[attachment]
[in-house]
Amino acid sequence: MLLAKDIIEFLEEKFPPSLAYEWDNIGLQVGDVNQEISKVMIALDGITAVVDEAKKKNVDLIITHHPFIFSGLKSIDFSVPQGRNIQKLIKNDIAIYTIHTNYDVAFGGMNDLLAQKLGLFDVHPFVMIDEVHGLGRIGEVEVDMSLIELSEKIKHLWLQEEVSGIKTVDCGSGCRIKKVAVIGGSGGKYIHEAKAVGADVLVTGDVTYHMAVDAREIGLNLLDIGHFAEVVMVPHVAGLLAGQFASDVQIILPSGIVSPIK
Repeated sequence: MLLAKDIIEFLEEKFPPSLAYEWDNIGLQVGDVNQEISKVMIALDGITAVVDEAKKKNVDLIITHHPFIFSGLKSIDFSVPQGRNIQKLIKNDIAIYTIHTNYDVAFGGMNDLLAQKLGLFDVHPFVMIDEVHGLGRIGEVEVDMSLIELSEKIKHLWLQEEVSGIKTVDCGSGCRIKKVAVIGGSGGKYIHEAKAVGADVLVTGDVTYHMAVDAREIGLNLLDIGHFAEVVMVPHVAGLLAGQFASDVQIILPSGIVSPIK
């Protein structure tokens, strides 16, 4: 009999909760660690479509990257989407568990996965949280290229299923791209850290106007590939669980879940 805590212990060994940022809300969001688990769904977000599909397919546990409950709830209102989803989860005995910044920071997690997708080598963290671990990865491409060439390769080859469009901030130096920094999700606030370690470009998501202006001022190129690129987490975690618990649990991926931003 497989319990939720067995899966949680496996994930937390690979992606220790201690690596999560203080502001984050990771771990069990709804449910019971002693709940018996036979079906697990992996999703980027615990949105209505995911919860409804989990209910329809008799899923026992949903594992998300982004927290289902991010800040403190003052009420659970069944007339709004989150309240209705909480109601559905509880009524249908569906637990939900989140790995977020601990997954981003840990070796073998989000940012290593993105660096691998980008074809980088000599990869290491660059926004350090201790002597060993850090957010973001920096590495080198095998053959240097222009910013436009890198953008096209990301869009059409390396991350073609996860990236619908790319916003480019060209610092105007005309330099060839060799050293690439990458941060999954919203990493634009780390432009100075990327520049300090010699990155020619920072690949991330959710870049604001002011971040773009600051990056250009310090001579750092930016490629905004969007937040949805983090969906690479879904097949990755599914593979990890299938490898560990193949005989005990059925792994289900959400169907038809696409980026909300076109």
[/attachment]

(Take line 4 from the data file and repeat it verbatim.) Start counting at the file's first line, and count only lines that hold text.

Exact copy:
């Protein structure tokens, strides 16, 4: 009999909760660690479509990257989407568990996965949280290229299923791209850290106007590939669980879940 805590212990060994940022809300969001688990769904977000599909397919546990409950709830209102989803989860005995910044920071997690997708080598963290671990990865491409060439390769080859469009901030130096920094999700606030370690470009998501202006001022190129690129987490975690618990649990991926931003 497989319990939720067995899966949680496996994930937390690979992606220790201690690596999560203080502001984050990771771990069990709804449910019971002693709940018996036979079906697990992996999703980027615990949105209505995911919860409804989990209910329809008799899923026992949903594992998300982004927290289902991010800040403190003052009420659970069944007339709004989150309240209705909480109601559905509880009524249908569906637990939900989140790995977020601990997954981003840990070796073998989000940012290593993105660096691998980008074809980088000599990869290491660059926004350090201790002597060993850090957010973001920096590495080198095998053959240097222009910013436009890198953008096209990301869009059409390396991350073609996860990236619908790319916003480019060209610092105007005309330099060839060799050293690439990458941060999954919203990493634009780390432009100075990327520049300090010699990155020619920072690949991330959710870049604001002011971040773009600051990056250009310090001579750092930016490629905004969007937040949805983090969906690479879904097949990755599914593979990890299938490898560990193949005989005990059925792994289900959400169907038809696409980026909300076109």